I started to post this as a comment on Mike’s amazing essay Information Underload, but I’m going to put it here instead. Read Mike’s whole piece – it’s worth it.
Endless thinkpieces have been written about the Netflix matching algorithm [including in education], but for many years that algorithm could only match you with the equivalent of the films in the Walmart bargain bin, because Netflix had a matching algorithm but nothing worth watching. (emphasis in original)
Is this why OER repositories (and the learning object repositories that came before them) typically fail – because the resource you find is frequently no better than the resource you could have made yourself if you had just spent the time creating instead of searching?
This contains echoes of the reusability paradox if you don’t understand that open licenses resolve the paradox. I suppose you could think about it from an information foraging perspective as well. But there’s some basic math around how we use time in relation to OER. If the time we spend searching for OER only turns up resources we could have created in roughly the same period of time, then there’s no advantage to OER. Being clear about that single point is super valuable. But Mike’s key insight here is that we shouldn’t try to solve this problem by decreasing mean time to discovery – we should solve it by increasing the value of the OER you eventually find.
Perhaps we should call this “OER leverage” – the ratio of time spent searching for OER to the time saved by finding OER.
As Mike says, “let’s belabor the point”:
- Spending 15 minutes searching only to find an OER you could have created in about 15 minutes = not very useful
- Spending 15 minutes searching and finding an OER that would have taken you 100 hours to create = very useful
This kind of example makes it clear that working to decrease mean time to discovery is a fight of diminishing returns. If I’m going to mostly find resources I could have made in 15 – 30 minutes, how much time can I possibly save by decreasing mean time to discovery? (Answer: 15 – 30 minutes.) There’s an upper bound on the amount of leverage I can achieve by working this side of the problem, and it’s a pretty low one. But if I work the other side of the problem – creating larger, more useful OER – there’s an opportunity to create significant leverage. How much time do I save when I discover a comprehensive set of OER that I can use to replace an entire textbook?
Since Netflix is a business and needs to survive, they decided not to pour the majority of their money into newer algorithms to better match people with the version of Big Momma’s House they would hate the least. Instead, they poured their money into making and obtaining things people actually wanted to watch, and as a result Netflix is actually useful now…. there is endless talk about the latest needle in a haystack finder, when what we are facing is a collapse of the market that funds the creation of needles. Netflix caught on. Let’s hope that the people who are funding cancer research and teaching students get a clue soon as well.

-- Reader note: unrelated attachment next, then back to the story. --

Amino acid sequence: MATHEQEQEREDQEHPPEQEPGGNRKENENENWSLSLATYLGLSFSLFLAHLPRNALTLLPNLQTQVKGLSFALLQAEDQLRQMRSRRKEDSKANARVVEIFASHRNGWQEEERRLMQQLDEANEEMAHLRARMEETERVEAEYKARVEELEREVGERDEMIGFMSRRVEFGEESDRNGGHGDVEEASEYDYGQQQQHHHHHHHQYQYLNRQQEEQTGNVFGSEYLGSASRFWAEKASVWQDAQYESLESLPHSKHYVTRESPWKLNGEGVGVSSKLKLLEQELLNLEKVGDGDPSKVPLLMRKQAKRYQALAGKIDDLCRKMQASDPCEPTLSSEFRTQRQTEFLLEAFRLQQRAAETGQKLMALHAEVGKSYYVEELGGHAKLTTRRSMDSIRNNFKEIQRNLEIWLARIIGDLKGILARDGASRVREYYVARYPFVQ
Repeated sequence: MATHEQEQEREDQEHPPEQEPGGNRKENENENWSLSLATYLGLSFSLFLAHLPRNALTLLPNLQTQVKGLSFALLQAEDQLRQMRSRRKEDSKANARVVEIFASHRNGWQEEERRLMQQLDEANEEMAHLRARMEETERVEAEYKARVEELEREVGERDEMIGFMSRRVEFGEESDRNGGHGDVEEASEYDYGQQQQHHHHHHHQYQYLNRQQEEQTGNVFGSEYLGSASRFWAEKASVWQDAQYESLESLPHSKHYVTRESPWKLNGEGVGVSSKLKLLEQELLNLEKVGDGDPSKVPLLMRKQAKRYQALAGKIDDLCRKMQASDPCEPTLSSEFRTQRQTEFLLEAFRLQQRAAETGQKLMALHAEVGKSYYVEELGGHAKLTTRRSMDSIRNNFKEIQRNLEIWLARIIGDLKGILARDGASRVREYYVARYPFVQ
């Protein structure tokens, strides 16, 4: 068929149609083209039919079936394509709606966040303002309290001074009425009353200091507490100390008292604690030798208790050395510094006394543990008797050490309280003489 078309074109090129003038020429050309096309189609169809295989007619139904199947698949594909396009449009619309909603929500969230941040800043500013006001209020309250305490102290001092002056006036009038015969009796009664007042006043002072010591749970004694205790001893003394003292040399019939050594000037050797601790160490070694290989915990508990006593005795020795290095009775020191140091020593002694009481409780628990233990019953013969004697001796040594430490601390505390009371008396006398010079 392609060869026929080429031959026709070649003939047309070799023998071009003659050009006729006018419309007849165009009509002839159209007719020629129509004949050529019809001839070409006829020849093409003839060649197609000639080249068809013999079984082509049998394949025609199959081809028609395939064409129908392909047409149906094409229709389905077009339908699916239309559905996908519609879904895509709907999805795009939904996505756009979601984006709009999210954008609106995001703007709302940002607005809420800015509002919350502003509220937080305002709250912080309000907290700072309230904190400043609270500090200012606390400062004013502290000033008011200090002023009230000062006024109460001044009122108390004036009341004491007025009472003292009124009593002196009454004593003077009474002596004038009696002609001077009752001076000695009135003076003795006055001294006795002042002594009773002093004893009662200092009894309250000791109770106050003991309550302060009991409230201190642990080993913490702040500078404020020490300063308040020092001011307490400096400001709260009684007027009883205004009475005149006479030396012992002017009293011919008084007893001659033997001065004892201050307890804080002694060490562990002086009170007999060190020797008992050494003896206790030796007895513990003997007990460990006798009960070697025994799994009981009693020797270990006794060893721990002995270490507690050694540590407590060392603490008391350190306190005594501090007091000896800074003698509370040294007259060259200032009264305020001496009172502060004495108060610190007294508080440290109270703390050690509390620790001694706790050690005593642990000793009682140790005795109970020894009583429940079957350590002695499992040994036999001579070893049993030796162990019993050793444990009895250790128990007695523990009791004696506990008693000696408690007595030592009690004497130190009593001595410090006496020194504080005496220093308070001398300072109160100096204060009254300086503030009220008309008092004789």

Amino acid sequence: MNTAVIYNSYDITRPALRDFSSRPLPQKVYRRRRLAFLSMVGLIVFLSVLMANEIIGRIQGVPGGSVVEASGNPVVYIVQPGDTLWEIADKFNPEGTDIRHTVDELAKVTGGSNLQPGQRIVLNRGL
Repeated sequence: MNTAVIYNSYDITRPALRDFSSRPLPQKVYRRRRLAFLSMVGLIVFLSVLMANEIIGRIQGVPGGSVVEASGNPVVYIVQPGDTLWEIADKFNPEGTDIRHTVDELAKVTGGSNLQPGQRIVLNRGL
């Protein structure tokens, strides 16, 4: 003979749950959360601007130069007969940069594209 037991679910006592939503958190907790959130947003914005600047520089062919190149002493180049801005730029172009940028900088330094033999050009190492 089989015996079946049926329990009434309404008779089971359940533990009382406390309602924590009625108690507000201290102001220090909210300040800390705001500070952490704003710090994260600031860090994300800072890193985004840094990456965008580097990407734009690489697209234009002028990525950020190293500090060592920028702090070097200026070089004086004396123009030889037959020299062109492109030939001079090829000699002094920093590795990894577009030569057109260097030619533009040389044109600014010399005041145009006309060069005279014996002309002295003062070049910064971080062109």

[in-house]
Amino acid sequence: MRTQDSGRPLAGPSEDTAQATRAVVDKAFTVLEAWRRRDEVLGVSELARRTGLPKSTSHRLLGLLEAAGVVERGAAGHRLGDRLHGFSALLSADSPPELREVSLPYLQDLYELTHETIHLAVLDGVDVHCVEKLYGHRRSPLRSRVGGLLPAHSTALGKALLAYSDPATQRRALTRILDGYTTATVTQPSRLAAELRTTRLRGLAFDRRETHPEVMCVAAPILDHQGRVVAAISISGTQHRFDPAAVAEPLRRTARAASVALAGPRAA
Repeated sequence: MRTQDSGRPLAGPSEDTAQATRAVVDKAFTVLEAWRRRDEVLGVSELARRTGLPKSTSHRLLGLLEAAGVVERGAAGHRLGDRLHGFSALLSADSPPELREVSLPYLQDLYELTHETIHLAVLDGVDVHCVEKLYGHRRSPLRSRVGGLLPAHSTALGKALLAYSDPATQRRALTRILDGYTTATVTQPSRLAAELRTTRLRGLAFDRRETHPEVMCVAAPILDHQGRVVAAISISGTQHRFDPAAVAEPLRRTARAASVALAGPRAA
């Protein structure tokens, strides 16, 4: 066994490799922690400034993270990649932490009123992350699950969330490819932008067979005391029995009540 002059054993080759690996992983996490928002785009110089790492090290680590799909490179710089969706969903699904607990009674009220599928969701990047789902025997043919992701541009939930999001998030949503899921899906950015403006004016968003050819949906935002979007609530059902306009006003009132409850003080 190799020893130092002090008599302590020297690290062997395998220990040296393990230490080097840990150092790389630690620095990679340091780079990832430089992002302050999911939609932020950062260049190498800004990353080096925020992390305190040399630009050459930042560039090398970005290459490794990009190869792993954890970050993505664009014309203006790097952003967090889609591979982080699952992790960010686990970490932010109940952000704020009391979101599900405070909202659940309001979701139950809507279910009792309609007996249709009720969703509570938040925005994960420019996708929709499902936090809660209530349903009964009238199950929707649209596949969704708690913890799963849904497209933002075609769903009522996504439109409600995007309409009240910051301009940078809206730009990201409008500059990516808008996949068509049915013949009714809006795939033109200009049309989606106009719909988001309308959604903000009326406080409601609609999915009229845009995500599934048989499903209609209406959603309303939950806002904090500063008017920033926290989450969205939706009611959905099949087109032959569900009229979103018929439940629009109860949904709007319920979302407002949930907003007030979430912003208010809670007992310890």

I have a deep appreciation for metaphors and analogies that put complicated issues in a language that people can understand, and Mike really does this well. And I find it particularly delicious when someone else helps me understand my own work more clearly.
Kim and I founded Lumen because we “caught on” in the same way that Netflix did. Rather than trying to build a better “OER in a haystack finder,” Lumen’s strategy has been to work with faculty to select, align, enhance, and aggregate individual OER into comprehensive, well-designed collections that people will actually want to adopt (and then continuously improve the individual resources and the collection itself based on student and faculty feedback and relevant learning data). In other words, we’re trying to facilitate OER adoption by creating greater OER leverage. And once a faculty member has adopted OER, then there’s a chance to talk about new pedagogies, student co-creation of knowledge, and the other things we really want to talk about.
I love new ways of thinking about my own work.
Please don’t misread this as an argument for “open textbooks.” This is an argument for leverage. While the collections of OER that are sometimes referred to as open textbooks are large enough to create significant leverage, the language of “textbooks” ties us to the past in ways that subconsciously constrain our beliefs about what we can do with OER. I continue to believe that every time we use the word “textbook” to describe the work we’re doing with OER we paint ourselves a little further into the corner of traditional thinking about teaching and learning resources. This approach might win the battle but it will lose the war.